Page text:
least three companies, and explore this part of the river. We would be
helpless if an attack were launched now.”
Damrod agreed as they made their way to the garrison. Faramir heard
his name called and turned in surprise. It was Mablung. “The Steward
awaits you at the Causeway Forts, Captain Faramir.”
Faramir looked in surprise. “My father has left the City?”
The look of concern on Faramir’s face grabbed at Mablung’s heart. “Naught is wrong, according to the messenger.”
Running towards the stables, Faramir called for a mounted horse. Within
moments, Mablung, Damrod and he were riding west to the Causeway.
Denethor stepped forward and raised his hand. “Cease! I am well,
Captain Ragorn. Put away your sword. Lieutenant Hirgon, tell your men
to lower their swords.”
At that very moment, Faramir pulled up, staring in horror at the
sight before him. He stayed in the background; Denethor had not seen
him, but Faramir watched in consternation as the Men of Gondor faced
off against each other. Mablung made to draw his own sword, but Faramir
held his hand. They waited at the edge of the impending conflict. Not
oft did Faramir have the opportunity to watch his father; he waited,
wondering what had caused this state of affairs and what the outcome
Ragorn looked at his Steward in alarm. “They raise their swords to you!”
“They do not,” Denethor said passionately, then lowered his voice
and sighed. “They raise them against you. Does it not seem a fairly
dangerous thing to draw your sword in the presence of the Steward? What
can the lieutenant think but that you have come armed to o’ertake me?”
His aide sputtered and fumed. “I would not raise my hand or my sword against my Steward.”
“Nor would I!” the lieutenant shouted. “We protect our liege lord!”
Denethor put his hand on the young man’s shoulder. “As does the captain of my personal guard. Know you not the livery?”
The lieutenant’s face blazed red; his breath caught. “I… I am sorry, my Lord, I did not note. I only saw their swords drawn.”
“Then put yours away.”
The lieutenant did as he was ordered, turned to his men and ordered
them to sheath their own swords. Ragorn did the same. Both men saluted
Denethor and waited.
“Have you not noted that our Enemy takes great pains to sunder us?”
the Steward spoke quietly. “Have you not watched as those who live
closest to the Ephel Dúath, those who refuse to leave their farm lands,
cheat and lie and steal. They murder their neighbors whilst they plot
against the realm.”
“That is only rumour,” Hirgon cried in protest. “None have actually seen it.”
“None have actually seen those who live in the lands east of the
Harad Road. Yet, I know they are there, that they have turned to the
Nameless One and pledged Him their fealty. His poison drifts on the
air, over the mountains and down upon Osgiliath. Nay! Upon all of
Gondor. You have now taken part in that poison.”
Both the captain and the lieutenant turned white. “Nay!”
“Aye! Any who turn a sword against me or mine, against my soldiers,
my warriors, has succumbed to the Nameless One. You may as well go and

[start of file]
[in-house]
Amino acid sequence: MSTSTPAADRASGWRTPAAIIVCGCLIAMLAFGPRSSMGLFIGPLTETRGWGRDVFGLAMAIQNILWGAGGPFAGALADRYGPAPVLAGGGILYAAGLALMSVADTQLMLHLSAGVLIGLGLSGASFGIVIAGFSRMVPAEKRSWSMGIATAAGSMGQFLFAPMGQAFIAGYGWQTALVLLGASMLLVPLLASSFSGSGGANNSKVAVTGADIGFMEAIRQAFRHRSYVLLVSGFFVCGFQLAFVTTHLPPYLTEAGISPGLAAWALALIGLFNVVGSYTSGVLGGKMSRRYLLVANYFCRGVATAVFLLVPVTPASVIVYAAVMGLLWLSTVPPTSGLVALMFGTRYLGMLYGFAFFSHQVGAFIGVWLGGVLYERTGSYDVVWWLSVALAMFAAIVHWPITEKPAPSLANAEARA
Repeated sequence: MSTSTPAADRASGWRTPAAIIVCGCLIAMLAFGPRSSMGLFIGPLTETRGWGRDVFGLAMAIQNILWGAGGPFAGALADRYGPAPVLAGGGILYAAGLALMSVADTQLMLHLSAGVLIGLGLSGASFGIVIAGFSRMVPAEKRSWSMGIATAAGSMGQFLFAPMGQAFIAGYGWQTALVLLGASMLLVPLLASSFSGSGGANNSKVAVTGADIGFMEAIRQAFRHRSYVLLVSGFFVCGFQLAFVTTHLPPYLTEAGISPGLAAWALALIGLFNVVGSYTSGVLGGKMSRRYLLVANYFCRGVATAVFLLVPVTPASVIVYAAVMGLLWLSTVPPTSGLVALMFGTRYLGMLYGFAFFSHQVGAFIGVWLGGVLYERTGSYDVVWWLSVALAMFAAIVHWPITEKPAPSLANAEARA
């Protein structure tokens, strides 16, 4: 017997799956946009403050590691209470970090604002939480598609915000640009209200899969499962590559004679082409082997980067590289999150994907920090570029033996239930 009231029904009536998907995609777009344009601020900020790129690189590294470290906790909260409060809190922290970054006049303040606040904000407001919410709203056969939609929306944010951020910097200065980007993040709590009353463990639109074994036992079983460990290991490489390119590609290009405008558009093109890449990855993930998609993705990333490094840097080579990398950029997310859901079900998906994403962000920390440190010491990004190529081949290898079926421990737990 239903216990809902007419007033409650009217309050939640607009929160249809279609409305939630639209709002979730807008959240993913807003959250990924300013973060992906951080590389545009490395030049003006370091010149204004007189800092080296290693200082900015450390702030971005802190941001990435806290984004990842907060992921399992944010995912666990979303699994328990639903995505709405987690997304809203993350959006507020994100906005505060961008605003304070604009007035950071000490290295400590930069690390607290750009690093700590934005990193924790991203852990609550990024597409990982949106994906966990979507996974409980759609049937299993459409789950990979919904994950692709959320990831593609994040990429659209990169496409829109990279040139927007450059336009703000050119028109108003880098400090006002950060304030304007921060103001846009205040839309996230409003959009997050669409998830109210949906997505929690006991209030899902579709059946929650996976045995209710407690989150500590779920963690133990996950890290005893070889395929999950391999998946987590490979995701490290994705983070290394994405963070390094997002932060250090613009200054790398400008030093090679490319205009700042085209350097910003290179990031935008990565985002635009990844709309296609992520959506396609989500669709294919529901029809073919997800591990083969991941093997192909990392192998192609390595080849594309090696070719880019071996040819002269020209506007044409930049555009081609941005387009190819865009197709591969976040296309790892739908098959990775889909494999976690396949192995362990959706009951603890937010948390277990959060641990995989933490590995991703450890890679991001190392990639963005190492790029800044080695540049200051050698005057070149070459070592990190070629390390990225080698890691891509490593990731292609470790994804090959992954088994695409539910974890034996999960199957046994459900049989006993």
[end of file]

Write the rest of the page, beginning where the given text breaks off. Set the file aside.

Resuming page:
join his leaguers in Minas Morgul.”
He watched as many of the men shivered. “Aye! You can feel him, can
you not? But take heart. You are not alone. His poison has touched
others. Yet, Gondor still stands. Imrahil and I stand in the gap.
Boromir, Faramir and Húrin. We know and we fight against even these
weapons. Will you not stand with us? Will you not fight dissension?”
Faramir strode forward and stood at his father’s right hand. His
sword was sheathed but his eyes sparkled. Denethor looked at him,
keeping the surprise from his eyes and from the men about him. “Go now
back to your duties. Remember what you have seen and heard this day.
Keep yourselves awake! Do not listen to the Enemy. Be strong together!”
The men of the Causeway saluted and walked slowly back to their
barracks, their posts, and their duties. Ragorn and his men stood back
and waited for their Steward’s next orders. Hirgon waited.
“Lieutenant. I now have the password. May I use your quarters for a half hour? I need to speak with Captain Faramir.”
“Aye, my Lord Steward. Please forgive me.” The man started mumbling and stuttering.
“There is naught to forgive. The Enemy knows our weaknesses, the
weaknesses of all men, and will use it against us. You have shown
exemplary leadership today. Continue as you have, watch for these signs
among your men, and help them to fight.”
Hirgon led them to his rooms and left them. Denethor turned to
Faramir. Gently taking him by the shoulder, he sat him on a chair.
Imrahil stood by the door. “Faramir. Why did you not tell me you were
still suffering from the poison? Why did you come here whilst still
“I am well now, Father,” Faramir protested. “I took my time on the
journey and arrived in good health, reasonably good health,” he
“Your uncle says otherwise. Am I to believe he lied?”
Faramir blushed. “Nay, but Father, you asked me to come here and I knew I was almost well. There is so much to be done.”
“Then you and I both listened to the whispers and succumbed.”
Denethor shuddered. “I count on you, when I am weak, to council me.
Will you remember that?”
“I do, Father.” Denethor watched as Faramir shook his head. “I did not think what you asked was so grievous.”
“Gondor needs her captains strong, Faramir. Remember that. Now, how fare you?”